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5

Passive infrared sensors (PIR), use Infrared (IR) light to detect motion. Unfortunately for you, infrared light does not travel through glass so well.


5

You can probably replace the switches with those sensors, but you're going to have to do some creative wiring to work around the fact that they're not 3-way switches, but the switches you're replacing with them are. You'll likely end up with the light being on whenever either of the switches is on. You also might run into trouble if they ran the 3-way ...


4

Many occupancy sensors allow you to adjust the amount of time that they can't see you before they shut the lights off. I'm not sure what model you have, so I can't instruct you exactly how to adjust, but setting the timeout time to something longer would probably save you the trouble of building something to circumvent it. For example, a panel on this ...


3

Unless the sensor/light is connected directly to power, the switch will always have to be in the ON position for the light to come on. The switch is installed to interrupt the ungrounded (hot) conductor, so that when it's in the OFF position no power goes to the light. If you want power to the light, you'll have to leave the switch on. In other news, ...


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There are more choices than you might think http://www.leviton.com/OA_HTML/SectionDisplay.jsp?section=38557&minisite=10251 I am thinking you might want a 3-way, manual on, auto off. But whatever Pattern, Coverage, Time delay, or Switch type, you will likely find it here. You can get leviton stuff anywhere, it is likely one of these would be a special ...


3

You didn't say if you already had lighting in your closet or not. If you don't, I would suggest buying a stick-up (battery-operated) LED light with a motion sensor. (In my area, most retailers have several models like this.) Most interior motion sensors are combined with a switch, so if you don't want a switch then you may be out of luck.


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Wiring diagram for Leviton PR180 3-Way Wall Mount Occupancy Sensor.


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The motion sensor's circuits are probably being confused by a voltage spike caused by an inductive kick from the fan. The voltage levels in the device are disturbed, reversing some voltage comparison so that the light is activated. The problem can be attacked at either end. Containing the surge at or near the fan, or preventing its entry into the motion ...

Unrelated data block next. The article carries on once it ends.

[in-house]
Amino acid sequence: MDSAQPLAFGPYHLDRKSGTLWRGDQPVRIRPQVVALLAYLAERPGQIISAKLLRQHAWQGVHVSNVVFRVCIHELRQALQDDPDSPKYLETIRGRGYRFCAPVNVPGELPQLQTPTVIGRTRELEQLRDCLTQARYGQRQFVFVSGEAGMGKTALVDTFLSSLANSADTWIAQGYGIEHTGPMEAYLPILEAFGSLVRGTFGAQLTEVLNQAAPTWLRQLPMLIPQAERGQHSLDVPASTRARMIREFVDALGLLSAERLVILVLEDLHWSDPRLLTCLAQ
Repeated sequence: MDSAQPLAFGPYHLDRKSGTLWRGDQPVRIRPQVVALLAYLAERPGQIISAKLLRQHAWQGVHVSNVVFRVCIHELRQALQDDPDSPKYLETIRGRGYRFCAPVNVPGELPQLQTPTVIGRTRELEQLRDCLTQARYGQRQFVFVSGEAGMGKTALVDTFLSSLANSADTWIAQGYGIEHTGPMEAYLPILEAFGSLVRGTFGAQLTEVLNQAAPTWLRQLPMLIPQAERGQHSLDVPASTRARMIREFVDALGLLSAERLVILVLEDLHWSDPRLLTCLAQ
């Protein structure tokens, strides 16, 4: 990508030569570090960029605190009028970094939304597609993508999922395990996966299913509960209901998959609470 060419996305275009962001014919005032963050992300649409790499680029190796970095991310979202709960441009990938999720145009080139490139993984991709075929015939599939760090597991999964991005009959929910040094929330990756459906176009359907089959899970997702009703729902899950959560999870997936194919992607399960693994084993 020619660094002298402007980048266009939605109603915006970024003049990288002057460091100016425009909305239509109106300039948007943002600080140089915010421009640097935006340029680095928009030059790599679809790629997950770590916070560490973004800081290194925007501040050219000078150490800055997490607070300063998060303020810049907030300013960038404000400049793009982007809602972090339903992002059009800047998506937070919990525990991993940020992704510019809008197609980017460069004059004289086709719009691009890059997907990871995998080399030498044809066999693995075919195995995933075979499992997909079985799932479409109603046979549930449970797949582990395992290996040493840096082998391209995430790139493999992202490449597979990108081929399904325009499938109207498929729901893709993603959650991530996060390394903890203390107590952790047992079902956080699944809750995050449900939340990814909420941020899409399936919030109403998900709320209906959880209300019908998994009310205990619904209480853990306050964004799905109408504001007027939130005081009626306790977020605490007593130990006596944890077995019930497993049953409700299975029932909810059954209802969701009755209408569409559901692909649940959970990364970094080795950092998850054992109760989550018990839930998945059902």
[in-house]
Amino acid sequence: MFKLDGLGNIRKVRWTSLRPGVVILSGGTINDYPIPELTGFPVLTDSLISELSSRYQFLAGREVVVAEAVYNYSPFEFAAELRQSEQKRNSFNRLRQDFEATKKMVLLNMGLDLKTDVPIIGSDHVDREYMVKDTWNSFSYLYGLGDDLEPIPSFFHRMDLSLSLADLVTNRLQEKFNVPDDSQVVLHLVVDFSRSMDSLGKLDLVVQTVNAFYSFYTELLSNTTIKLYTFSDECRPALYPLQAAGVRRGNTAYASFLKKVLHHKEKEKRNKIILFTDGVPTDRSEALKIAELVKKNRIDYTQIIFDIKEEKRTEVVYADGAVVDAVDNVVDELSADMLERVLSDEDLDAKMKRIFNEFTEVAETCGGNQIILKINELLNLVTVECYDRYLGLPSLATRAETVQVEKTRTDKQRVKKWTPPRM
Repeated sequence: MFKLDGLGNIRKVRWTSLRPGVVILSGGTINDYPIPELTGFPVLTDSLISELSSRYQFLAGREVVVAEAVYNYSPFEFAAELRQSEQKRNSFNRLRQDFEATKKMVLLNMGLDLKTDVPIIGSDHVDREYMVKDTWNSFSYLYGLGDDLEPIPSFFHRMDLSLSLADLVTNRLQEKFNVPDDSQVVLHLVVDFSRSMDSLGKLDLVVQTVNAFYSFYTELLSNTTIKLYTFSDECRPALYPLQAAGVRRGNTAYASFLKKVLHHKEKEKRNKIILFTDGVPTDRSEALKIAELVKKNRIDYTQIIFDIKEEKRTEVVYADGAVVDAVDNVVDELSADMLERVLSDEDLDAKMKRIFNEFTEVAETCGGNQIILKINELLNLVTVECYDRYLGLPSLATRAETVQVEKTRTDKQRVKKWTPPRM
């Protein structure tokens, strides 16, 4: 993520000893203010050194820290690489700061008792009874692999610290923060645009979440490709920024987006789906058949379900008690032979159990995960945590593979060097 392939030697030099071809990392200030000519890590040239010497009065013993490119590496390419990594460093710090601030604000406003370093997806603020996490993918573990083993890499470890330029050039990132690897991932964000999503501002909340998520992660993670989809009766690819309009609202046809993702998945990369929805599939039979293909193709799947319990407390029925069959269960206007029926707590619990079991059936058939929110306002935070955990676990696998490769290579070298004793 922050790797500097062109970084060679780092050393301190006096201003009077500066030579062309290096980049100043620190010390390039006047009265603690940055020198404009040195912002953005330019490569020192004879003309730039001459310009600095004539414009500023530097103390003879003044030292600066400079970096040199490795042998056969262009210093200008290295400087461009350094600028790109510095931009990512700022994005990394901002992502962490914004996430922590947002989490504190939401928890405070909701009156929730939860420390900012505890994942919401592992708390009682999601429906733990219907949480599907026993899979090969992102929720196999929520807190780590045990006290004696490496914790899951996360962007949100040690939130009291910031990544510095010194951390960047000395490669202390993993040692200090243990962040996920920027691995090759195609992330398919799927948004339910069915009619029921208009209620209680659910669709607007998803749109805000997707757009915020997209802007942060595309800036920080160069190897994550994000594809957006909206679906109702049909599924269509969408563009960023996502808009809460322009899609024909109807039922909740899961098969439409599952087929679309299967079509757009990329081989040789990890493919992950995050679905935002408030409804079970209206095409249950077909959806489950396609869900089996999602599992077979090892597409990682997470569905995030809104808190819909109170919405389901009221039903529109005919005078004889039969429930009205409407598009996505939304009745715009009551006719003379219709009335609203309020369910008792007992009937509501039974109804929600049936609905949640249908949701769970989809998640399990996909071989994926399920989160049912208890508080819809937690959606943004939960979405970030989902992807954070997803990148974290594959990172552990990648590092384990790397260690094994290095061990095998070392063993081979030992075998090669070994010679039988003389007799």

3

What you are looking for is a VOC (volatile organic compounds) monitor or a IAQ (indoor air quality) monitor. They do exist for residential applications and are way much cheaper than the industrial counterparts; however, their detection/sensitivity level may not be as great. You can try your luck by searching for "iaq monitor" on Amazon and eBay. Prices may ...


2

Well is it to be used indoors or outdoors? Because a lot of the technology is generally used for detection indoors. That is not to say you do not get them for outdoors it's just in my experience the ranges are more limited. You get detectors that work on four different technologies they are:- Passive Infared (PIR), Microwave, Ultrasonic and Tomographic. The ...


2

Many models seem to be sensitive to power surges. A lighting storm or frequent episodes of lights flickering have destroyed several of my sensors over the years. Some models have a switch on the detector head. The switch may allow you to test the unit by placing it in test mode. If that option is not available you will have to disassemble the fixture and use ...


2

This tree, not the one you should be barking up, is. PIRs do NOT work though glass. Put it outside.


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Here are ten of the better rated LED lighting units available today, some utilizing touch/tap to power on and others with motion-detection. SUMMARY - 10 Affordable & Easy Ways to Add Lighting to a Closet Without Wiring Mr. Beams Indoor/Outdoor Motion-Sensing LED Ceiling Light - $19.99 Wireless Motion Sensor Light - 10 Super-Bright LED - $6.57 ...


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Put the sensor in the space you are trying to light, and suddenly this "common need" becomes "not a need at all" which is why you can't find them, since that's how it's done, when done conventionally. Either move the switch into the room or get a remote sensor switch and put the sensor in the room.